Further ratcheting up the rhetoric in the latency war over in the financial vertical, New York City area metro specialist Lexent Metro Connect has built an ultra-low latency network for neutral datacenter heavyweight Equinix (NASDAQ:EQIX, news, filings). The new fiber path connects two of Equinix's datacenters in Secaucus with several of the usual carrier hotel suspects in NYC: 60 Hudson Street, 32 Avenue of the America, 75 Broad Street and 111 Eighth Avenue. No big deal there, the special part according to Lexent and Equinix is that it takes the "shortest path across the Hudson" and manages a route latency of just 100µs.
Now, it's not like there are all that many paths 'across the hudson' nor do many of them go in lazy circles as they go over or under it, most of the extra distance that could really be eliminated comes on either side of the river - that wording is mainly a marketing description. But still, 100µs is pretty good, it translates to roughly 30km at the speed of light if my calculations are correct. I think it's about 15-20km by car on that route depending on which locations you pick, maybe 10km as the crow flies. There's only so much distance left on that route to squeeze out.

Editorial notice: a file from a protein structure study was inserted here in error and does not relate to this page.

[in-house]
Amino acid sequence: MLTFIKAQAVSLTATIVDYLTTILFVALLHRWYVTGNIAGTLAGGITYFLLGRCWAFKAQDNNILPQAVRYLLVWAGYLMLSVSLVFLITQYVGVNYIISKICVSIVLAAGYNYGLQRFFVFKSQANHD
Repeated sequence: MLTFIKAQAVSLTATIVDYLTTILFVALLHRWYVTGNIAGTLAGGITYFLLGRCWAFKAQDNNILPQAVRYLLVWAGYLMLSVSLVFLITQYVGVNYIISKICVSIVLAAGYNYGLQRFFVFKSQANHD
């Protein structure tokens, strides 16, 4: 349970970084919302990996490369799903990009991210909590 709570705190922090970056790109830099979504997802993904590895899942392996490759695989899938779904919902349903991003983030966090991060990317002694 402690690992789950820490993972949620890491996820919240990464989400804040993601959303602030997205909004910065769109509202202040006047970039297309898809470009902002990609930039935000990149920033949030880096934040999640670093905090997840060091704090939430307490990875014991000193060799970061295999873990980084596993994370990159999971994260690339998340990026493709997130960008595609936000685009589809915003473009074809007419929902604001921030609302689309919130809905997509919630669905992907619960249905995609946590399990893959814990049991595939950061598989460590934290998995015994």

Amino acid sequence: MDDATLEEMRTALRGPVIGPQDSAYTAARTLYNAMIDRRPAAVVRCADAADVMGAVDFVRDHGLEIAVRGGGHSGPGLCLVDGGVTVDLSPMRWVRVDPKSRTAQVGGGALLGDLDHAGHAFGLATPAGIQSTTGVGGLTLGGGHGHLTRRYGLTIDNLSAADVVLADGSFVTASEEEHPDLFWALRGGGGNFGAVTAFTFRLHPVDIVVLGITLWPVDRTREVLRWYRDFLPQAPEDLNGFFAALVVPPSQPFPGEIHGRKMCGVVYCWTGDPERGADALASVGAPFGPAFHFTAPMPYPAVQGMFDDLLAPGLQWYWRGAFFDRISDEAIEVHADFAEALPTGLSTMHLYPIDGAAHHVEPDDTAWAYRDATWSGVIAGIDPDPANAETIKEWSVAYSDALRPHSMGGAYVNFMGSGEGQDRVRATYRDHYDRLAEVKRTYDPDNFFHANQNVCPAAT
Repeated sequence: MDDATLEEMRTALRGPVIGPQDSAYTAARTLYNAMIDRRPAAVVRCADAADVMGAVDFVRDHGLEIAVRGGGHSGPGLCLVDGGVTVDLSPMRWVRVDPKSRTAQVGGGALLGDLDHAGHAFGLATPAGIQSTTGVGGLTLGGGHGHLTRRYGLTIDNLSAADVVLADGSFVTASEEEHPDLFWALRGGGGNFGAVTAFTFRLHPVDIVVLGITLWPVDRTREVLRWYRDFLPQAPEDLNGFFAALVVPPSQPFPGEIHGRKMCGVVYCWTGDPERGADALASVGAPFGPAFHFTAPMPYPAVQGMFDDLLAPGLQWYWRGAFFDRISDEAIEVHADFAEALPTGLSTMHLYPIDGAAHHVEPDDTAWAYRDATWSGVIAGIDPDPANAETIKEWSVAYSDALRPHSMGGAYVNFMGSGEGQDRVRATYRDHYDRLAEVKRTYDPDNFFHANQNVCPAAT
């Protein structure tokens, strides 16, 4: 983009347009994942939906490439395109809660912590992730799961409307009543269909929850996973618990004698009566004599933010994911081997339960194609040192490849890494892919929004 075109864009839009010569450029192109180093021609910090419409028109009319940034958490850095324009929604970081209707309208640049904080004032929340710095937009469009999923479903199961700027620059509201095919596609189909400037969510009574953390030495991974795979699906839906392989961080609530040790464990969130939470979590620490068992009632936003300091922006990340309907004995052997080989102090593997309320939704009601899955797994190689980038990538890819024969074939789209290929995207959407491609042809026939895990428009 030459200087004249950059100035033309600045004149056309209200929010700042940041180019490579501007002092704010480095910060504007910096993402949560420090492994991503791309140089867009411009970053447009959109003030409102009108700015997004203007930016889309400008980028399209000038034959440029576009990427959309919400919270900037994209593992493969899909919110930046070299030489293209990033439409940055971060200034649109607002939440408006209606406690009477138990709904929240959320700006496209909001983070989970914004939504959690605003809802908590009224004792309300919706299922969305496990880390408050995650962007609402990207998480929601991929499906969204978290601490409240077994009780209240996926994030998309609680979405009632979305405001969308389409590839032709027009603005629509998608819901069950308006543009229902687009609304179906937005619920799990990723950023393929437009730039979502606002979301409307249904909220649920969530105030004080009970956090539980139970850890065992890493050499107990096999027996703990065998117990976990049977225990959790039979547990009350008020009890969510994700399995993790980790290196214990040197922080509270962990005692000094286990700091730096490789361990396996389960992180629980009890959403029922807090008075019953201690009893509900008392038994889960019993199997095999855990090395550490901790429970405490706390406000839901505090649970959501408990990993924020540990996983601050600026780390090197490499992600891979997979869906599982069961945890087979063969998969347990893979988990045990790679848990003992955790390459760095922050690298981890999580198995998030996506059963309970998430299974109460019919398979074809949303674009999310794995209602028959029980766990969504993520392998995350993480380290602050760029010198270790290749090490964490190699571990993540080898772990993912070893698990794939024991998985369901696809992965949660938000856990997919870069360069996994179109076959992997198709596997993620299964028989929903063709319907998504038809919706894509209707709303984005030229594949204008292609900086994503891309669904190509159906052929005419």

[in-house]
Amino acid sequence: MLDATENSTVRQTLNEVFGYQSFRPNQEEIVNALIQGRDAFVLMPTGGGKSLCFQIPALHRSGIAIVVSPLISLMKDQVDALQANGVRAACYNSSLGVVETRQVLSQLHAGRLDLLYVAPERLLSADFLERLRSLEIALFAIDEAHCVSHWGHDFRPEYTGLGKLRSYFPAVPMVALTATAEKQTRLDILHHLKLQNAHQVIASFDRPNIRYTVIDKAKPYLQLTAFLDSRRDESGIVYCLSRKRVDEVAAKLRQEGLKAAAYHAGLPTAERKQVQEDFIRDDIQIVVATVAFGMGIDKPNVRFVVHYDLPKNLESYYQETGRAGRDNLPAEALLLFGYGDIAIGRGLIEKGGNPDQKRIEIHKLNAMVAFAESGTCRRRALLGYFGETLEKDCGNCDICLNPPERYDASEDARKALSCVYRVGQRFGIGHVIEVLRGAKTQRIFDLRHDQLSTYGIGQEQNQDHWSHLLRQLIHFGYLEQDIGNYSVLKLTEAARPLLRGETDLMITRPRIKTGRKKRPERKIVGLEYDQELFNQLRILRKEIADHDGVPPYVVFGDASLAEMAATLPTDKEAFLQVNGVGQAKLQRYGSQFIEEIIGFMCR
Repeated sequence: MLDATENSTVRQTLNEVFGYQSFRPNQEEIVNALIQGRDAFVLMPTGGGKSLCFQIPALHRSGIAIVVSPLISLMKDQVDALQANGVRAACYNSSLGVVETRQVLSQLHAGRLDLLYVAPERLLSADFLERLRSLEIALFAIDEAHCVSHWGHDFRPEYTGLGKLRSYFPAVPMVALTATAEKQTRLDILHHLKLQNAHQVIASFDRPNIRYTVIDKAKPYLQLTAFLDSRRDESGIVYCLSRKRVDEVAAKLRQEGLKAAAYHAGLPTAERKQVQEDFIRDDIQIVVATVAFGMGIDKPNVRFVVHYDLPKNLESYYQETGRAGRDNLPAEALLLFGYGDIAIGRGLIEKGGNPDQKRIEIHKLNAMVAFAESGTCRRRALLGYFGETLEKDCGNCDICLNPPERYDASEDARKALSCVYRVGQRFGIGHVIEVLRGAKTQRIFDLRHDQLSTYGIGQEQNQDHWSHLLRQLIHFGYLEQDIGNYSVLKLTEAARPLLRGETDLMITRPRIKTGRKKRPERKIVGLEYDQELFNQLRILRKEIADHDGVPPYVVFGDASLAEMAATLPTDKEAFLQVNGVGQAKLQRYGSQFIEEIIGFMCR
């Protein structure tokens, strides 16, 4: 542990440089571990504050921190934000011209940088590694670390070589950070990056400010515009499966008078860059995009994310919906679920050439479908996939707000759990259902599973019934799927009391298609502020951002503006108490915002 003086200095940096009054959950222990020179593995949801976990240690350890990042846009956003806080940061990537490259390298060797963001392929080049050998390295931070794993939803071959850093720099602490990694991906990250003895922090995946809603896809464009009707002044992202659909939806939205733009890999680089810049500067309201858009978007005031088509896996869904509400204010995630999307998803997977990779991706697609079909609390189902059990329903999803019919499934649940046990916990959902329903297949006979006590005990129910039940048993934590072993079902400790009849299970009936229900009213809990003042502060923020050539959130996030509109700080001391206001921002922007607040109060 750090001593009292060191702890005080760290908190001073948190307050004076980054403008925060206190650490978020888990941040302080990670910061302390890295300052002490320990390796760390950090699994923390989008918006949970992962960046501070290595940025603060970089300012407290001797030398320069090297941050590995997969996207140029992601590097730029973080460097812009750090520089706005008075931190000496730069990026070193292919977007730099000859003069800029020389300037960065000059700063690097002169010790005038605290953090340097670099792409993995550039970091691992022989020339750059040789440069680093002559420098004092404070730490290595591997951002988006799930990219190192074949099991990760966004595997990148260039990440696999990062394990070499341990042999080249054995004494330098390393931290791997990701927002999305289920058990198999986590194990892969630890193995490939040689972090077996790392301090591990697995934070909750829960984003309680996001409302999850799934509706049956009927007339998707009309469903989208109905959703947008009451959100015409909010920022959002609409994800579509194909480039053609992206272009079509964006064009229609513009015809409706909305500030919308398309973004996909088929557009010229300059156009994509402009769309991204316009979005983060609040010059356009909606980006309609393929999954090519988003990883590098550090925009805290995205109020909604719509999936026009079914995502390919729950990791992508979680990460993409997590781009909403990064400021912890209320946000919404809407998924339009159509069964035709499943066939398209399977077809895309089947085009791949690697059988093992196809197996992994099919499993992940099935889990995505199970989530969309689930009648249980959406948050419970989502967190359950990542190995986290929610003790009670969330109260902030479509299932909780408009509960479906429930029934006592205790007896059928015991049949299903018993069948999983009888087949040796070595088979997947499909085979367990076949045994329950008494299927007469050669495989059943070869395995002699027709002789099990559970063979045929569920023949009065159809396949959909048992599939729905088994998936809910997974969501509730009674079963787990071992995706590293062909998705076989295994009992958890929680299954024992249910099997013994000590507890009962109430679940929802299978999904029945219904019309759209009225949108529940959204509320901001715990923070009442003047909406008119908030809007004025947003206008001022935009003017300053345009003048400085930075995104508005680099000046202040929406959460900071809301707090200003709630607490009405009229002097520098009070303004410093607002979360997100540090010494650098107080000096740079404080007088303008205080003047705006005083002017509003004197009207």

I still wonder just why the financial industry needs this. I know that quicker response times can mean an advantage over the competition, but what value does it really generate to the economy? A leg up over the trading competition only works until they buy a similar connection, one I'm sure Lexent and Equinix would be willing to sell them. And after everyone has one, aren't they still sharing the same pie they were before?
Not that I'm complaining, this little arms race has been one of the few bright spots in bandwidth buildouts this year. Next thing you know, they'll be trying to leverage quantum tunneling to get data faster than the speed of light permits. I wonder what kind of fiber you'd need for that sort of thing... 🙂Datacenter · Low Latency · Metro fiber